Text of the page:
Civic leaders welcomed the retirement of Broad.

“This will give him more time to spend on the downtown renaissance, his education foundation and maybe to buy a few more buildings for UCLA and Caltech,” said Los Angeles Mayor Richard Riordan.

Riordan credited Broad with getting the long-stalled Walt Disney Concert Hall project in downtown Los Angeles moving forward.

“This is about what Eli is going to do with the next chapter of his life,” said longtime friend Barry Munitz, president and chief executive of the J. Paul Getty Trust, which runs the Getty Center. “If he puts his energy into these issues like he did for his companies . . . that is going to extraordinary for the future of Los Angeles.”

Broad, a Brentwood resident since 1963, also was one of the key movers in attracting the Democratic National Convention to Los Angeles, believing that the media attention and focus on the city would improve its image.

In becoming one of the nation’s wealthiest individuals Broad has demonstrated a savvy ability to play off of demographic trends.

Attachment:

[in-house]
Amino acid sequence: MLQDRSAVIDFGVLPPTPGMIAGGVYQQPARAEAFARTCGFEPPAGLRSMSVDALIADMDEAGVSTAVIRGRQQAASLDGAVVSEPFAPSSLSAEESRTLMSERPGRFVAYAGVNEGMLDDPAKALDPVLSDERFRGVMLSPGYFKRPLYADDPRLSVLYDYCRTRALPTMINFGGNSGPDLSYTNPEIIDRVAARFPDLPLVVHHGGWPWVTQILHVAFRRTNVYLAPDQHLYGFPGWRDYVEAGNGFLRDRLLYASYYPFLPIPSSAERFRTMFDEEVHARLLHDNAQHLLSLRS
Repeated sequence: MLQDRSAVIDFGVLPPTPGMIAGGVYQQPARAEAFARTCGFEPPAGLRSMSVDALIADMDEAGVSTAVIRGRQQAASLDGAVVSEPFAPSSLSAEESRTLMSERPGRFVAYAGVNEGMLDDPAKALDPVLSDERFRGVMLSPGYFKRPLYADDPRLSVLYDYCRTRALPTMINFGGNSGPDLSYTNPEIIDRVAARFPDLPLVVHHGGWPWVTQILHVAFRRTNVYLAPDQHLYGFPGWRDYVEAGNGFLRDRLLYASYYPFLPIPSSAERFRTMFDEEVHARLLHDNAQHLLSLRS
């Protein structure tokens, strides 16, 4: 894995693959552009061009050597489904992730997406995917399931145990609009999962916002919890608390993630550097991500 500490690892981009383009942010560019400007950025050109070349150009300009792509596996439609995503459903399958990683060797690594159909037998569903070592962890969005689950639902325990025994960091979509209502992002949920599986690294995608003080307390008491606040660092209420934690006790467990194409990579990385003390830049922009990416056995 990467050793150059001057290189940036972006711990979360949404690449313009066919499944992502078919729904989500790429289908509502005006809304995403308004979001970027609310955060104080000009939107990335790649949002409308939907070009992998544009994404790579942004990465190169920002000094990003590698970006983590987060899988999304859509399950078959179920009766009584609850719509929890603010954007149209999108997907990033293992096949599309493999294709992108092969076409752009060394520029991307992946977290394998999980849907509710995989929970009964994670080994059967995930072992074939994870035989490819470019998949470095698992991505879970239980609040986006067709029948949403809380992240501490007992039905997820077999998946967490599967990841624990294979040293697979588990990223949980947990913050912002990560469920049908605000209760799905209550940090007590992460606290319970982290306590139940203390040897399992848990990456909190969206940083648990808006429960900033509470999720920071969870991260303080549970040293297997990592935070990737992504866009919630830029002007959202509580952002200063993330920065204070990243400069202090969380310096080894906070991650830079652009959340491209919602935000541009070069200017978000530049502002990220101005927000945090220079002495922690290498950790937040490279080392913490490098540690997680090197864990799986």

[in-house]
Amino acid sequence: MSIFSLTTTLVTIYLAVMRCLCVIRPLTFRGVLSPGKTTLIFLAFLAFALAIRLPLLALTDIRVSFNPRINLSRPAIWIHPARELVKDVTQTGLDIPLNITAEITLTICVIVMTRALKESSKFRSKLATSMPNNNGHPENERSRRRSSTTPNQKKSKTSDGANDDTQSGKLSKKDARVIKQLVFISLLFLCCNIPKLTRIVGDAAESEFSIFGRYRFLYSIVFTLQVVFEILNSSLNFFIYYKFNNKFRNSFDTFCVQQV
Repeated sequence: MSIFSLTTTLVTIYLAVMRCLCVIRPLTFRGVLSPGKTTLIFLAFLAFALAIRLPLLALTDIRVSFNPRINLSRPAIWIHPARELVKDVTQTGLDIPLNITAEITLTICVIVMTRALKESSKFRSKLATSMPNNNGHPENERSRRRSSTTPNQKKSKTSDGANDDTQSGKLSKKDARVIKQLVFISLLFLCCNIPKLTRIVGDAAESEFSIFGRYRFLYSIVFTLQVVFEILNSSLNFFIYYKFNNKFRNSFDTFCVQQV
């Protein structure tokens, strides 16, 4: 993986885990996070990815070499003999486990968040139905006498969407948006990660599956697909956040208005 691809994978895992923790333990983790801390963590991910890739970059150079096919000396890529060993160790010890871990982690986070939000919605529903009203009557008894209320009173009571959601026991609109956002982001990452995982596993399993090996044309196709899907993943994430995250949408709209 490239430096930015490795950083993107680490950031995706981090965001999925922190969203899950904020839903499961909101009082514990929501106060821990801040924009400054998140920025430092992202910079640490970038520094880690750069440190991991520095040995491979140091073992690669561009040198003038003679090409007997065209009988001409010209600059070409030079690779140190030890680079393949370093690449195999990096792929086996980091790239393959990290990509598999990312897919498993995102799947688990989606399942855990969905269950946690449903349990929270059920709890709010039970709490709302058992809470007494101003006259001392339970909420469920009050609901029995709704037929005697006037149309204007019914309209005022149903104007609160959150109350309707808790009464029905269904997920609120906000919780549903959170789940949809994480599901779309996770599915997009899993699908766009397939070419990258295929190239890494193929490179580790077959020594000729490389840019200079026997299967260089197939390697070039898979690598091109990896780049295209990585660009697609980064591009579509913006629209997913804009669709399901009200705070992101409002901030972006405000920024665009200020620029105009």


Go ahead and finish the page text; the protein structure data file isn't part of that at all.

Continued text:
He entered the home-building business in Detroit in 1957, when the GIs of World War II had returned home, found jobs, started families and needed inexpensive homes in which to live. His first homes sold for about $12,000, roughly 10% less than competitors, because Broad and his partner Donald Kaufman built houses without the customary basements.


This low-cost approach to home building took off and the partners moved West, first to Arizona and then booming California. Kaufman & Broad has built more than 500,000 homes to date, according to Broad. In the late 1980s and early 1990s, the company was the target of several homeowner lawsuits alleging substandard construction, and paid out millions of dollars in fines and settlement costs.

In 1971, Broad purchased an insurance company as a hedge against the cyclical nature of the housing market. Now called SunAmerica, it was later separated from the home builder. Broad transformed the business into a retirement savings company based on the belief that the baby boomers who snapped up his homes would also need savings vehicles for retirement.